Infiniti Prototype 9 – Takumi Master Artisans Bring Designer’s Retro EV Dream Racer to Life

By Steve & Tamami Laser

Nissan’s wild Blade Glider that we first saw at the 43rd Tokyo Motor Show was a vision of a futuristic Electric Vehicle. Now, Nissan and Infiniti, the automaker’s premium brand, have taken “What if?” design to another level with a new open-wheeled electric retro-roadster concept called “Prototype 9.” The gorgeous single-seater reimagines a “1940s” race car with hand-built production techniques to craft its retro design.

Infiniti says Prototype 9 is emblematic of the company’s entrepreneurial spirit and passion for stunning design. From simple beginnings as a sketch, to the amazing car set to debut at the Pebble Beach Concours d’Elegance this month, Prototype 9 was crafted by a passionate team of employees from across Nissan Motor Corp.

Watch the incredibly cool Infiniti Prototype 9 take to the track. Infiniti says Prototype 9 has a top speed of 170 kph (105.6 mph), and sprints from 0-to-100 kph (0-to-62 mph) in 5.5 seconds, with a maximum EV range of 20 minutes under “heavy track use.” (video: Infiniti)

The concept is powered by a prototype electric motor and battery from Nissan’s Advanced Powertrain Department. The futuristic powertrain beneath the skin contrasts with the traditional materials and techniques used for Prototype 9’s build, including hand-formed panels shaped by a team of Takumi, Nissan’s master artisans.

“Prototype 9 celebrates the tradition of ingenuity, craftsmanship and passion of our forebears at Nissan Motor Corporation, on whose shoulders we stand today,” said Alfonso Albaisa (above), Senior Vice President, Global Design.

“It started as a discussion: ‘What if Infiniti had created a race car in the 1940s?’ said Albaisa. “If one were to imagine an open-wheeled Infiniti racer on the famous circuits of the era, such as Japan’s Tamagawa Speedway, what would that look like? The sketches were stunning and the idea so compelling that we had to produce a prototype. As other departments became aware of this, they volunteered their time to create a working vehicle.” (video: Infiniti)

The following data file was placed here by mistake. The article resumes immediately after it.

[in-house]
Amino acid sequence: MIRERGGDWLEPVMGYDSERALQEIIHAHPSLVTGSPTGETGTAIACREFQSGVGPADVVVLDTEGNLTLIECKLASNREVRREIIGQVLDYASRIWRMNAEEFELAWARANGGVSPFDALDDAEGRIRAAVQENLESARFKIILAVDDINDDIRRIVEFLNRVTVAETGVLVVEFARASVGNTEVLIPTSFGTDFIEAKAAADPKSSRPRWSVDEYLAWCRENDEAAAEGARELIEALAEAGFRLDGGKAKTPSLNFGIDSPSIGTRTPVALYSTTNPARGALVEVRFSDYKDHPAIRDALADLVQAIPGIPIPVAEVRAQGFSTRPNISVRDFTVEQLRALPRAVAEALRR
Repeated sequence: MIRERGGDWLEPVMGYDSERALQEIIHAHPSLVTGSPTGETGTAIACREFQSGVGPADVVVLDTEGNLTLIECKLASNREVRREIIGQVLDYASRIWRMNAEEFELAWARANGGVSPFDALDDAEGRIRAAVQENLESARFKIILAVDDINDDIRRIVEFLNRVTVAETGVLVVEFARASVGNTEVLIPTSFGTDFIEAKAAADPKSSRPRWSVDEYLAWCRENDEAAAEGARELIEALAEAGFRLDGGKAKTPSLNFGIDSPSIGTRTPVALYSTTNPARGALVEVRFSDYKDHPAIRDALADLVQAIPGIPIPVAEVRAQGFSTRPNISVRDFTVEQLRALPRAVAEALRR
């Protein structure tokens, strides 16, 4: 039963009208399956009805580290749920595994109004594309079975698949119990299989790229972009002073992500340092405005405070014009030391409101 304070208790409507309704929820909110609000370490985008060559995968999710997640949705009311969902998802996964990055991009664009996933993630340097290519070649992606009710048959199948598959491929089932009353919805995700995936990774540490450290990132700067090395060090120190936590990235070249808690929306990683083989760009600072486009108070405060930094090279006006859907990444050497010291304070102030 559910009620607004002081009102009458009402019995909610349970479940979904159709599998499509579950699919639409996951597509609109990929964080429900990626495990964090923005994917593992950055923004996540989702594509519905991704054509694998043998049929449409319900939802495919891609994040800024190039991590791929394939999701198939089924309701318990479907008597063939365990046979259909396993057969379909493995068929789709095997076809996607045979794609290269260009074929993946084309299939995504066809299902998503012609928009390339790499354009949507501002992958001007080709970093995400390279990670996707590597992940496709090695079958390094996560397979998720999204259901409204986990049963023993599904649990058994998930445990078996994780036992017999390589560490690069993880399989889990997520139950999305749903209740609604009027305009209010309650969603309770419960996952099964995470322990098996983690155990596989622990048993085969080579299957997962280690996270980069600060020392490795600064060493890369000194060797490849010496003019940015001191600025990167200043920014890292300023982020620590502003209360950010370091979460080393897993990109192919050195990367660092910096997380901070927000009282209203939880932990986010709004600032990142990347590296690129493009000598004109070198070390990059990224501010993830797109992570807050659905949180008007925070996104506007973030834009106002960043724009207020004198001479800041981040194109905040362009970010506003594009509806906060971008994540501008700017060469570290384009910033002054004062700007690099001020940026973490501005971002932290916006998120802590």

We discussed the idea of ‘chancing’ upon an unrecognized race car, hidden away for decades in a barn, deep in the Japanese countryside,” said Albaisa. “We wanted to explore what this looked like, what it would have been made of. Open-wheeled racers of the age were beautiful machines, elegant and powerful and with a wonderful purity of purpose. It’s an automotive fantasy, but the notion captured our imaginations enough to put pencil to paper.”

As the story goes, Albaisa sketched the car with sleek lines and aeronautically-inspired bodywork crafted in bare sheet metal. Initially shared only with close colleagues, the sketch triggered a domino effect: each person who saw it felt it deserved more attention, and soon there was a burgeoning desire within Infiniti to take it beyond the drawing board.

More designers at the Infiniti Design Studio in Atsugi, Japan, began making their own detail contributions: the shape, design and materials that could feature in the cockpit, for example. Chasing a passion for beautiful vehicle design, the team moved to bring the sketch to life.

Prototype 9’s skin is made from steel body panels wrapped around a steel ladder frame. The panels, hammered into shape by Takumi, feature some of Infiniti’s signature design elements, such as the double-arch grille, “shark gills” behind the front wheels, a single-crease hood, and sharp lines from front to rear.

What does the “Prototype 9” name signify? Infiniti’s model lineup employs the company’s “Q” and “QX” nomenclature. The number “9” is pronounced “kyuu” in Japanese, similar to the English pronunciation of the letter “Q.” It also sounds more intriguing than simply calling it “Prototype Q,” for example.

Infiniti showed the iconic Prince R380 race car earlier this year at the Amelia Island Concours d’Elegance, in the Japanese Prototype class, the first public appearance of this historically significant vehicle in the Americas. (video: Infiniti)

Infiniti says Prototype 9 was inspired by an emerging era of Japanese motorsport. The custom-built Prince R380, which also will be shown during “Monterey Car Week at The Quail, a Motorsports Gathering,” broke several land speed records in 1965 before taking overall victory at the 1966 Japanese Grand Prix at Fuji Speedway. Prince Motor Company (that merged with Nissan in 1966) is considered to be Japan’s original builder of premium automobiles. The R380 to be shown at The Quail is the actual Japanese Grand Prix-winning car, believed to be the only surviving R380.

Infiniti says Prototype 9’s cockpit is the result of two Japanese approaches to craftsmanship: “mitate” (pronounced “mee-ta-teh”) and “shitate” (“shee-ta-teh”). The former relates to the practice of curating and bringing together the best possible selection of materials. While the latter is the desire to tailor the chosen combination of materials, bringing out their best characteristics.

Prototype 9 is also significant because it’s the first Infiniti with a newly designed EV powertrain. A 30 kWh high-voltage battery is paired with a new prototype electric motor, producing 120 kW (148 hp) and 320 Nm (236 lb-ft) of torque, driving the rear wheels via a single-speed transmission.

News source, photos and videos courtesy Infiniti Motor Company Ltd. and Infiniti North America, Inc.

Story © 2017